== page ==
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A car is standing still (\(x(0) = 0, v(0) = 0\)). It accelerates at a rate of

 

\(a(t) = v'(t) = \frac{dv}{dt} = k_1 - k_2*v^2\)

 

Given \(k_1\) and \(k_2\) and \(v(t_f) = v_f\) solve for \(x(t_f) = x_f\) .  (\(k_1, k_2 \) and \(v_f\) are known values)

 

 

 

My first idea was to solve the differential equation for \(v(t)\) but I got a really ugly answer(which I had to look up on Wolframalpha) so I assume I'm doing something wrong.

 

The idea was that to solve for \(x_f\) but if you find \(v(t)\) , solve for \(t_f\) you could integrate to find \(x(t)\) and then input \(t_f\) but I'm stuck at the \(v(t)\) part. Thanks for help

 Apr 24, 2019
 #1
avatar+28363 
+4

I think the solutions can be written as:

 

\(v=\sqrt{\frac{k_1}{k_2}}\tanh{(\sqrt{k_1k_2}t)}\text{ and }x=\ln{(\cosh{(\sqrt{k_1k_2}t)})}/k_2\)

 

which I obtained by guessing a few forms for the velocity and manipulating them until they matched numerical solutions for all the values of k1 and k2 that I tried!!   I've no doubt there is a more straightforward way of doing it!!

 Apr 25, 2019
 #2
avatar+267 
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Thank you this helped me get the correct answer when plugging in values for \(k_1, k_2\) and \(v_f\)

I still struggle to understand how did you solve to find these x(t) and v(t)?

Quazars  Apr 25, 2019
 #3
avatar+78 
+4

If you've been there before, so to speak, and you know what the solution is to look like, then Alan's ' trial solution ' method is quickest.

Assume that

 \(\displaystyle v=A\tanh(Bt), \text{ then}\\\frac{dv}{dt}=AB\text{ sech} ^{2}(Bt)=AB(1-\tanh^{2}(Bt))=AB -\frac{B}{A}v^{2}\)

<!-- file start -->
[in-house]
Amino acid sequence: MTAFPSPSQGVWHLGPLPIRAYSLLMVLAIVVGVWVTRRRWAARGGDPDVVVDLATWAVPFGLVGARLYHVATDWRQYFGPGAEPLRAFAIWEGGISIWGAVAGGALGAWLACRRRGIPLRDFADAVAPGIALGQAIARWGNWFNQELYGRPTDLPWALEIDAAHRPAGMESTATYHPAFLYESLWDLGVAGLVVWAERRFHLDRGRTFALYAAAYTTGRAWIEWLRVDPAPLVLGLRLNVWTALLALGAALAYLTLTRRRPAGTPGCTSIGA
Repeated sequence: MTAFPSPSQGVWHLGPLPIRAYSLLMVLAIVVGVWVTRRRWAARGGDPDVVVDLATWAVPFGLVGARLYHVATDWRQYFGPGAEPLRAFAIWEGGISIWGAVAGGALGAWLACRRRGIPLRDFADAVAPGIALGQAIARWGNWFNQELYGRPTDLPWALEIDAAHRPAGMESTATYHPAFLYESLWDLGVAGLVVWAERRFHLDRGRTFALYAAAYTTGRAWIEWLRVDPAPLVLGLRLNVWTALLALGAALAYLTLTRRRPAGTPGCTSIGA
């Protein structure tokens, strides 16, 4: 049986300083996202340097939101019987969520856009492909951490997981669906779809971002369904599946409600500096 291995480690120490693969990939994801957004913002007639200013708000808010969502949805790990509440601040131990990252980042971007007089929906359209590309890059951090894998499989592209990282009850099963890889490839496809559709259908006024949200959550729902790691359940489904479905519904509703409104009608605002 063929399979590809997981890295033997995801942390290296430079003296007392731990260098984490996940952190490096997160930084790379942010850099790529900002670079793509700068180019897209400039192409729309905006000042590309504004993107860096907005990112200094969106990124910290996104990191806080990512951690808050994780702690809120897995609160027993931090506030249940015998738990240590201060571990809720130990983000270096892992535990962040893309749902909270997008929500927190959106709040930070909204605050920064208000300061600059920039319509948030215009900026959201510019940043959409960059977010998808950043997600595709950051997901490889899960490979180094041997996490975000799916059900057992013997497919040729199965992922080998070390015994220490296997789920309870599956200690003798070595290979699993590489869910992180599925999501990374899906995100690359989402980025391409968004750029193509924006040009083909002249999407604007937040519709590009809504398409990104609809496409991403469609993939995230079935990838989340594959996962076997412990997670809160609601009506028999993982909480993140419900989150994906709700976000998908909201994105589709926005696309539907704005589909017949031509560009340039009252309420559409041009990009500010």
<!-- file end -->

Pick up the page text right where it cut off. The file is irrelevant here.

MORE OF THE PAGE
Equate coefficients with the given equation and solve for A and B.

 

If you have to get there from scratch, with one eye on the upcoming algebra, write \(\displaystyle \frac{dv}{dt}=k_{2}(K^{2}-v^{2}),\text{ where, for convenience, } K^{2}=k_{1}/k_{2}.\)

then  \(\displaystyle \int \frac{dv}{K^{2}-v^{2}}=\int k_{2}dt\)

\(\displaystyle \frac{1}{2K}\int \frac{1}{K+v}+\frac{1}{K-v}dv=\frac{1}{2K}\ln\left(\frac{K+v}{K-v}\right)=k_{2}t + C\),   \(\displaystyle v=0 \text{ when } t=0, \text{ so } C=0.\)

\(\displaystyle \frac{K+v}{K-v}=e^{2Kk_{2}t} \text{ from which }\quad v= K\left(\frac{e^{2Kk_{2}t}-1}{e^{2Kk_{2}t}+1}\right)=K\left(\frac{e^{Kk_{2}t}-e^{-Kk_{2}t}}{e^{Kk_{2}t}+e^{Kk_{2}t}}\right)=K\left(\frac{\sinh (Kk_{2}t)}{\cosh(Kk_{2}t)}\right)\\=K\tanh(Kk_{2}t)\).

Substitution for K now gets us the earlier mentioned solution (Alan's solution).

 

To find x, integrate wrt t,

 

\(\displaystyle \int v\,dt= x =K\int\tanh(Kk_{2}t)\,dt=\frac{K}{Kk_{2}}\ln(\cosh(Kk_{2}t))+D\\\text{ and since } x=0\text{ when }t=0, D=0.\)

Substituting for K,

\(\displaystyle x=\frac{1}{k_{2}}\ln(\cosh(\sqrt{k_{1}k_{2}}t)\)

.
 Apr 25, 2019
edited by Tiggsy  Apr 25, 2019
 #4
avatar+28363 
+4

Here is a brief version of how I approached it - pretty much as Tiggsy explained, though I did a numerical solution first to get a feel for the shape of the velocity as a function of time:

 

 

Note: Tiggsy approach from scratch is the better way to do this.

 Apr 25, 2019
edited by Alan  Apr 26, 2019

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